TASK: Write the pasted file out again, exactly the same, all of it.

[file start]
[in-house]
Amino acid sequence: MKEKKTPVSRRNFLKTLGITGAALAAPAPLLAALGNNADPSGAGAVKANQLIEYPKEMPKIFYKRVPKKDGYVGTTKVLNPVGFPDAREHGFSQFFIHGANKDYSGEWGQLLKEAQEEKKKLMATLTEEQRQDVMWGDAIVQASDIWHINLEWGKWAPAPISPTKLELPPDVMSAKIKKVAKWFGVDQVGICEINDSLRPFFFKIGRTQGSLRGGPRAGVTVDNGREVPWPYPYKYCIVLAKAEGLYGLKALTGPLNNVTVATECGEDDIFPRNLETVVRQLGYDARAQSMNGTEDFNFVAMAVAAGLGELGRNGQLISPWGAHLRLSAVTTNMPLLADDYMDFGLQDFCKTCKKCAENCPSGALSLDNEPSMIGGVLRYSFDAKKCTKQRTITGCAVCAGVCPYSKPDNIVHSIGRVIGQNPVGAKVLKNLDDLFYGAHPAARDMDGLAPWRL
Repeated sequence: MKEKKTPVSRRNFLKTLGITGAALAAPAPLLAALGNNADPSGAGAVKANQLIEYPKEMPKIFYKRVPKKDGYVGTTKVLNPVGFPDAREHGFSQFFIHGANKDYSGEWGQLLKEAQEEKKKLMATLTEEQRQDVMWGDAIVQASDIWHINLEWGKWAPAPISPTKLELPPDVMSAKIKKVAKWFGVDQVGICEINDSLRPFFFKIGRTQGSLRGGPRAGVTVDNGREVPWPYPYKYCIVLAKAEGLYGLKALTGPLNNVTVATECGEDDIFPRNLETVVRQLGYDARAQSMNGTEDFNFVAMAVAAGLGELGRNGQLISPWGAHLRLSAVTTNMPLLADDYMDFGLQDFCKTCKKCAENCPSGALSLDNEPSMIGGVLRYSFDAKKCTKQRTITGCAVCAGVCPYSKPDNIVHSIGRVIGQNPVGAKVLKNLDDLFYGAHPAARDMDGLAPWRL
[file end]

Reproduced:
[in-house]
Amino acid sequence: MKEKKTPVSRRNFLKTLGITGAALAAPAPLLAALGNNADPSGAGAVKANQLIEYPKEMPKIFYKRVPKKDGYVGTTKVLNPVGFPDAREHGFSQFFIHGANKDYSGEWGQLLKEAQEEKKKLMATLTEEQRQDVMWGDAIVQASDIWHINLEWGKWAPAPISPTKLELPPDVMSAKIKKVAKWFGVDQVGICEINDSLRPFFFKIGRTQGSLRGGPRAGVTVDNGREVPWPYPYKYCIVLAKAEGLYGLKALTGPLNNVTVATECGEDDIFPRNLETVVRQLGYDARAQSMNGTEDFNFVAMAVAAGLGELGRNGQLISPWGAHLRLSAVTTNMPLLADDYMDFGLQDFCKTCKKCAENCPSGALSLDNEPSMIGGVLRYSFDAKKCTKQRTITGCAVCAGVCPYSKPDNIVHSIGRVIGQNPVGAKVLKNLDDLFYGAHPAARDMDGLAPWRL
Repeated sequence: MKEKKTPVSRRNFLKTLGITGAALAAPAPLLAALGNNADPSGAGAVKANQLIEYPKEMPKIFYKRVPKKDGYVGTTKVLNPVGFPDAREHGFSQFFIHGANKDYSGEWGQLLKEAQEEKKKLMATLTEEQRQDVMWGDAIVQASDIWHINLEWGKWAPAPISPTKLELPPDVMSAKIKKVAKWFGVDQVGICEINDSLRPFFFKIGRTQGSLRGGPRAGVTVDNGREVPWPYPYKYCIVLAKAEGLYGLKALTGPLNNVTVATECGEDDIFPRNLETVVRQLGYDARAQSMNGTEDFNFVAMAVAAGLGELGRNGQLISPWGAHLRLSAVTTNMPLLADDYMDFGLQDFCKTCKKCAENCPSGALSLDNEPSMIGGVLRYSFDAKKCTKQRTITGCAVCAGVCPYSKPDNIVHSIGRVIGQNPVGAKVLKNLDDLFYGAHPAARDMDGLAPWRL